9/3/08 - Cadillac Ranch, Amarillo, Texas
Even though Cadillac Ranch was never located on Route 66, it is still worthy of mention here.
In 1973 Texas millionaire Stanley Marsh, 3 invited a San Francisco artists collective called the Ant Farm to help him in the creation of a unique work of art for his sprawling ranch just west of Amarillo. The group gathered ten used Cadillacs, ranging in model years from 1948 to 1963. Most of the Caddies were purchased from junkyards, averaging about $200 apiece. The cars were then buried nose-down, facing west along the old highway. Those that ran, were driven into the half-burial holes, while the rest were hoisted in. The cars were meant to represent the Golden Age of American automobiles and the project was completed in 1974. Soon visitors began to come from all over the world, leaving their mark on the ever-thickening graffiti covered cars.
At first, the cars retained their original paint jobs (turquoise, banana yellow, gold, and sky blue), but barely was the monument complete, when people were scratching or painting their names in the cars. Over time, vandals and souvenir hounds smashed the windows, made off with all the chrome, radios, speakers and even some of the doors. The wheels have since been welded to the axles to prevent theft, however, Marsh says, We think it looks better every year.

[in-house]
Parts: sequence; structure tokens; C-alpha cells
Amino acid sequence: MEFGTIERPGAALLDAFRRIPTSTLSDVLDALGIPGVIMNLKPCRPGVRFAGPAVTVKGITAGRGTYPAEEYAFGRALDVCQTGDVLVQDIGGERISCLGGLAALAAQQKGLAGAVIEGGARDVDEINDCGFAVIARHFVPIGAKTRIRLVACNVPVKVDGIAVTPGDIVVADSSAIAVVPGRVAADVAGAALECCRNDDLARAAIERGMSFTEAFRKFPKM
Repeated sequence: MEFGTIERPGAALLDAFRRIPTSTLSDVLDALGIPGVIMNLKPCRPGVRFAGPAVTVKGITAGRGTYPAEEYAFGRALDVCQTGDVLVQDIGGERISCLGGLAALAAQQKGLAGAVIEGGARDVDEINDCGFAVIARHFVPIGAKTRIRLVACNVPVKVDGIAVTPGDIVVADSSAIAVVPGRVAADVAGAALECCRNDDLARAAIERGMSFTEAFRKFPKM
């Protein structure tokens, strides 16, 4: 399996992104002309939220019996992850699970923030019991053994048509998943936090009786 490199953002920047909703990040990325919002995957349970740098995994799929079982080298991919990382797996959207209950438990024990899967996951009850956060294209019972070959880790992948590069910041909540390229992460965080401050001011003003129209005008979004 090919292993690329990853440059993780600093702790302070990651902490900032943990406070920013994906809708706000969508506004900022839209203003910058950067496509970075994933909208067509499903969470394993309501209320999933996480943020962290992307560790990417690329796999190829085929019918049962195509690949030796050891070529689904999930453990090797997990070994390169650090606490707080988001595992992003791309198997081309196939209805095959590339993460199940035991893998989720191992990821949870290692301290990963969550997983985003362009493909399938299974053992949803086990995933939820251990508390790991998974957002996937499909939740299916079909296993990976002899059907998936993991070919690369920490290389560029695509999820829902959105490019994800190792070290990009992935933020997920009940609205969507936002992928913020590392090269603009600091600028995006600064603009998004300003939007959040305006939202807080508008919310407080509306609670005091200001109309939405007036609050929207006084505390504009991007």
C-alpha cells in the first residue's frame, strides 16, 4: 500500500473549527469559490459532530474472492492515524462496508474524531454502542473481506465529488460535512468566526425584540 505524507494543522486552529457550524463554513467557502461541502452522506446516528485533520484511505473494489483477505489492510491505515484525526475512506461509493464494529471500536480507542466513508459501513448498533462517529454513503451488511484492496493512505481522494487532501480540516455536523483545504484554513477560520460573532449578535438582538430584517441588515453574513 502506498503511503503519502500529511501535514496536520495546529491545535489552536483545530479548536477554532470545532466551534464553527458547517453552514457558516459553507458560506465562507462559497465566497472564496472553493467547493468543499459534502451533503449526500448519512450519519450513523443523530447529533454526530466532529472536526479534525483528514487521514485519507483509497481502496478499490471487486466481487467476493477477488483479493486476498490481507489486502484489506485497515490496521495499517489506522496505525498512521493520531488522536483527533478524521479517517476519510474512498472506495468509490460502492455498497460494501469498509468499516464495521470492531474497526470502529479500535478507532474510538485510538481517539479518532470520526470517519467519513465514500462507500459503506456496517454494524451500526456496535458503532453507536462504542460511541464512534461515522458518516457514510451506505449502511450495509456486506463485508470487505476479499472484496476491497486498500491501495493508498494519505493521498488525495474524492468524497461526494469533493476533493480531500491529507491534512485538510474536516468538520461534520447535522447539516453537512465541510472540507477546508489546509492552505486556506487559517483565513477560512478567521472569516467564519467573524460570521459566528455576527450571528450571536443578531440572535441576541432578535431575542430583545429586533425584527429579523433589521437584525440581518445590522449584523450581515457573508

In 1997, the Cadillac Ranch was exhumed and reinstalled approximately two miles west, in order to escape the encroaching city of Amarillo. Under Marshs orders, even the trash and clutter was gathered from the old location to be spread around the new location. Otherwise, the monument remains the same and ever changing since it was erected.
The Cadillac Ranch is located west of Amarillo on South Frontage Road, south of I-40 between Exits 60 (Armot Road) and Exit 62 (Hope Rd).
Holga, Fuji Pro 400H